The world of cosmetics has seen more than its fair share of powerhouse supplements, such as retinol, hyaluronic acid, and squalane.
However, a fairly recent arrival is taking the world of cosmetics and skincare by storm. This new super ingredient is called niacinamide and it offers a plethora of game-changing benefits such as lasting wrinkle-reduction, suppression of inflammation, depigmentation, reduction of sebum, and even a measurable antioxidant effect.
Niacinamide is a nearly perfect skincare product. However, it has a slight downside that, while not a deal-breaker in my book, it can irritate some people, and so it is worth mentioning: niacinamide has a somewhat quirky smell.
What Does Niacinamide Smell Like?
Niacinamide does not have a particularly offensive odor, but it smells slightly acrid. It can be described as sweet and mellow, but with an unpleasant twinge. The best way I can convey what niacinamide smells like is to say that it smells a bit like glue or a chemical adhesive.
Some people will find the glue-like smell a bit much, but most people will find the smell of niacinamide rather tame and perfectly tolerable.
This article is meant for both groups since niacinamide is one of the most promising skin-care products to have hit the shelves in a very long time.
Niacinamide – An Essential Skincare Product
A lot of people have yet to hear about the sensation that is niacinamide, but if you are even the least bit interested in the world of cosmetics or skincare, you will run into it sooner rather than later.
Niacinamide is not a new invention; in fact, for years it has been a well-kept secret of beauty product manufacturers who have been using and incorporating niacinamide into their line of products.
Recently though, the mainstream population has begun to hear all about the wonderful, miracle-like qualities of niacinamide.
Additionally, aside from the fact that it has some very potent beneficial side effects, niacinamide is also hypoallergenic. In other words, individuals who tend to develop allergic reactions to various skin-care products will find that niacinamide is generally safe and highly tolerable.
- Vichy Liftactiv B3 Dark spot serum and Dark spot corrector for face with niacinamide, glycolic acid, tranexamic acid, and peptides
- Peptides serum for face with vitamin b3 that treats skin discoloration like hyperpigmentation, dark spots, sun spots, age spots, and melasma
But, What is Niacinamide?
For those of us who don’t mind a slightly funky odor in our beauty products, niacinamide sounds too good to be true. But, what is it?
As it turns out, niacinamide is not the result of some complex laboratory experiment. It’s always been readily available in nature. You see, niacinamide is a form of Vitamin B3 which sometimes goes by the name of nicotinamide.
Much like other types of Vitamin B, niacinamide is water and alcohol soluble, highly stable, and has a very low molecular weight. These qualities make it very good at penetrating the superficial layers of the skin.
Additionally, niacinamide is a natural precursor to several enzymatic reactions in human skin, thereby it has an intrinsic ability to influence a wide variety of skin-health processes positively.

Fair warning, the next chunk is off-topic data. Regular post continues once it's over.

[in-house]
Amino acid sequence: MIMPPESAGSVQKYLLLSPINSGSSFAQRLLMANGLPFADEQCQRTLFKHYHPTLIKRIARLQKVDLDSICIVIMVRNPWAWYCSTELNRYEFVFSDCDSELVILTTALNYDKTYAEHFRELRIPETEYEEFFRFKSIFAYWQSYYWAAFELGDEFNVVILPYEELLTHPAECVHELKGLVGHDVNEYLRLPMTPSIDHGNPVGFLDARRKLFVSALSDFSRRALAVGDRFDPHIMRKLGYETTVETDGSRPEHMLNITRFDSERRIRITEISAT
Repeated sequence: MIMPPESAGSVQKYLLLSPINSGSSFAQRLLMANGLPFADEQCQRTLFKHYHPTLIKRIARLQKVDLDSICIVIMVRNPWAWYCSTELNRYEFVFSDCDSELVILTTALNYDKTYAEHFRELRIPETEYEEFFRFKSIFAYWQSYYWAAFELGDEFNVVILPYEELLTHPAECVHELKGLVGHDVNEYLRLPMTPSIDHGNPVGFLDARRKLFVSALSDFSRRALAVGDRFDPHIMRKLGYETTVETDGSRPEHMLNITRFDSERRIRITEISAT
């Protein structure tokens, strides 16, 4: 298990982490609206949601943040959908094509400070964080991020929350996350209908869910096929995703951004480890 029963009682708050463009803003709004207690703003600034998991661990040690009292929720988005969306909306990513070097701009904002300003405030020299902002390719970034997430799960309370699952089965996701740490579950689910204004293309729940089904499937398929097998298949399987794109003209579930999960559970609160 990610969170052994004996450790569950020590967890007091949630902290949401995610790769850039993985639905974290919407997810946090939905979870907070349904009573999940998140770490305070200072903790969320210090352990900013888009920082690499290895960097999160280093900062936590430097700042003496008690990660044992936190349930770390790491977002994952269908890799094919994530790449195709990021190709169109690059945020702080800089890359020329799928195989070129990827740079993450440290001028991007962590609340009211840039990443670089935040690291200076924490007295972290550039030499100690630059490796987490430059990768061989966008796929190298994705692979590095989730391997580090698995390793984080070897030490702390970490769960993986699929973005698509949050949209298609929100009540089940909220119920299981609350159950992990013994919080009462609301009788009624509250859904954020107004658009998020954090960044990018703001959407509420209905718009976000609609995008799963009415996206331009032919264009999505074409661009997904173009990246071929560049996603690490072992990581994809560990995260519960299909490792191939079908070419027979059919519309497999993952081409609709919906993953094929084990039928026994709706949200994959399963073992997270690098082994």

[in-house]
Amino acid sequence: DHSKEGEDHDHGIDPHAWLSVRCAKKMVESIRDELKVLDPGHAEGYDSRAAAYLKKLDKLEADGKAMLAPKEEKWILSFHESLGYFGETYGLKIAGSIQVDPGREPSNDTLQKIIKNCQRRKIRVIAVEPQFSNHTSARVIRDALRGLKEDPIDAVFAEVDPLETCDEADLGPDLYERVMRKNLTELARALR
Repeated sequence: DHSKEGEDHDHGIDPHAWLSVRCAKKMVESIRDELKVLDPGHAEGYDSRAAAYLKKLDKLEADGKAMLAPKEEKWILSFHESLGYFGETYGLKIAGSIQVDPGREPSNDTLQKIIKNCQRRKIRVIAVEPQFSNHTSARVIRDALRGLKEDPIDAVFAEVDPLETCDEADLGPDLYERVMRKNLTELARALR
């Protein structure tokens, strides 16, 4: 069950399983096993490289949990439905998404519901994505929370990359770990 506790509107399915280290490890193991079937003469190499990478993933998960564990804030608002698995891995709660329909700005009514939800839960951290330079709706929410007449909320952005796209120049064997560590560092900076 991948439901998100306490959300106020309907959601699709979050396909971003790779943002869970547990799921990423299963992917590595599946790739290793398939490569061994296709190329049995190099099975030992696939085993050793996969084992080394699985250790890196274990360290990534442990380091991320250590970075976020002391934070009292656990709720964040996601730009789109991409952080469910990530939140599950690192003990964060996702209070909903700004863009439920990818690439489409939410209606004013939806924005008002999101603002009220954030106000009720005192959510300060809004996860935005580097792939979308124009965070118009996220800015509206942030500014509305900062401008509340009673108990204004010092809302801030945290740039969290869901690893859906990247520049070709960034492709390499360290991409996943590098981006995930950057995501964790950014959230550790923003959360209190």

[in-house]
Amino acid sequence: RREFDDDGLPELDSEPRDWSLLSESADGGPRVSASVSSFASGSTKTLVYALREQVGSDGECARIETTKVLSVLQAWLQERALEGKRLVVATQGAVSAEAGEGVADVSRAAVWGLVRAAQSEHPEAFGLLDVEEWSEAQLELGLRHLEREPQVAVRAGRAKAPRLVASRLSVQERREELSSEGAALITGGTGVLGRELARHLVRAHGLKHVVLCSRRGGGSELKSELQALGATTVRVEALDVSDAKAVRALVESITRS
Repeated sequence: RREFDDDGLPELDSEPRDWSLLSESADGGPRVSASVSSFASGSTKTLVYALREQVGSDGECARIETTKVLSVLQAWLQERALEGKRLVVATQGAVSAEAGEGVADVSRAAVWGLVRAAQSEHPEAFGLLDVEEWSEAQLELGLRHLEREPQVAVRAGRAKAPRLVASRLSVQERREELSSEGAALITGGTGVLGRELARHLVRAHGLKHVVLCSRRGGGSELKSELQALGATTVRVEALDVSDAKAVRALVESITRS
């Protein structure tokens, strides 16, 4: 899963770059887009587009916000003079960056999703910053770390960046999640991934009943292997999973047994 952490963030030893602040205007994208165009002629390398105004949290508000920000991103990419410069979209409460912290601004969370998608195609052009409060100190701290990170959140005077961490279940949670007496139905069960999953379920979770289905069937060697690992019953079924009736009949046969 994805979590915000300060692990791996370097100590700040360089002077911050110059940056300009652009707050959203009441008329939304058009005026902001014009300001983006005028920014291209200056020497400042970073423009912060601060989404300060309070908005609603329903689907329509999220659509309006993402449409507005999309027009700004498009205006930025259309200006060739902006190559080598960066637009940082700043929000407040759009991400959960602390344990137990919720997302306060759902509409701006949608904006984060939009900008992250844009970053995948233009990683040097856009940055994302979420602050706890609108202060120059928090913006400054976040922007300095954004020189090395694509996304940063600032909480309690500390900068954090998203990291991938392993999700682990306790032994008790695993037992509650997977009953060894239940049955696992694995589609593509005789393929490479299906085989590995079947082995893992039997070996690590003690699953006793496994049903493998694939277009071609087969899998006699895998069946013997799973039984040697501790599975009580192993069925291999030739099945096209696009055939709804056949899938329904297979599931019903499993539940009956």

Using niacinamide products on your skin will leave it smelling a bit like you rubbed glue all over your body, but that’s a small price to pay when you take into account all of the many benefits it provides and the varied uses it has.
What Can You Use Niacinamide For?
The benefits of niacinamide on the skin are numerous. Here are some of the most helpful uses you can find for it:
- Reduces sebum production on the skin, which in combination with its many anti-inflammatory properties, can improve acne. Additionally, it is also able to reduce the hyperpigmentation of residual acne scars.
- It helps to improve your skin’s protective barrier function by reducing your skin’s water loss, and increasing protein production in the epidermis. This also means that it is a fantastic aid for people with dry or dehydrated skin.
- Those who suffer from irritation due to hypersensitivity can use niacinamide for relief.
- Reduces the appearance and severity of wrinkles by increasing collagen production.
- Reduces spots by regulating the transfer of melanosomes.
- Improves skin tone.
- Reduces oxidative stress, so it can be used to counter the negative side effects of pollution, damage, UV radiation, tobacco smoke, etc.
Who can use Niacinamide?
As mentioned before, niacinamide stands out not only for its peculiar glue-like smell but also for its highly tolerable action. Many people who are not usually able to use skin-care products freely because of annoying allergic reactions can use niacinamide without worries.
For this reason, it is already an important component in many over-the-counter skin-care products. I’m confident in saying that most users will reap benefits and encounter little downsides.
Nevertheless here are some general recommendations to make sure that you get the most out of your niacinamide.
- Those with acne or oily skin should avoid niacinamide products that come prepared in gel form.
- Those with dry skin conditions should always opt for cream formulations that include niacinamide.
- Dermatologists agree that the sweet spot for niacinamide tolerance is between 2% and 5%. Higher than 5% could lead to pH imbalances that could reduce the effectiveness of the products.
It is also worth noting that users may experience a slight tingling sensation when using the product.
If you care about your skin and can get past the slightly funky, glue-like smell of niacinamide, I cannot think of a better product to seek.
Last update on 2023-02-01 at 09:36 / Affiliate links / Images from Amazon Product Advertising API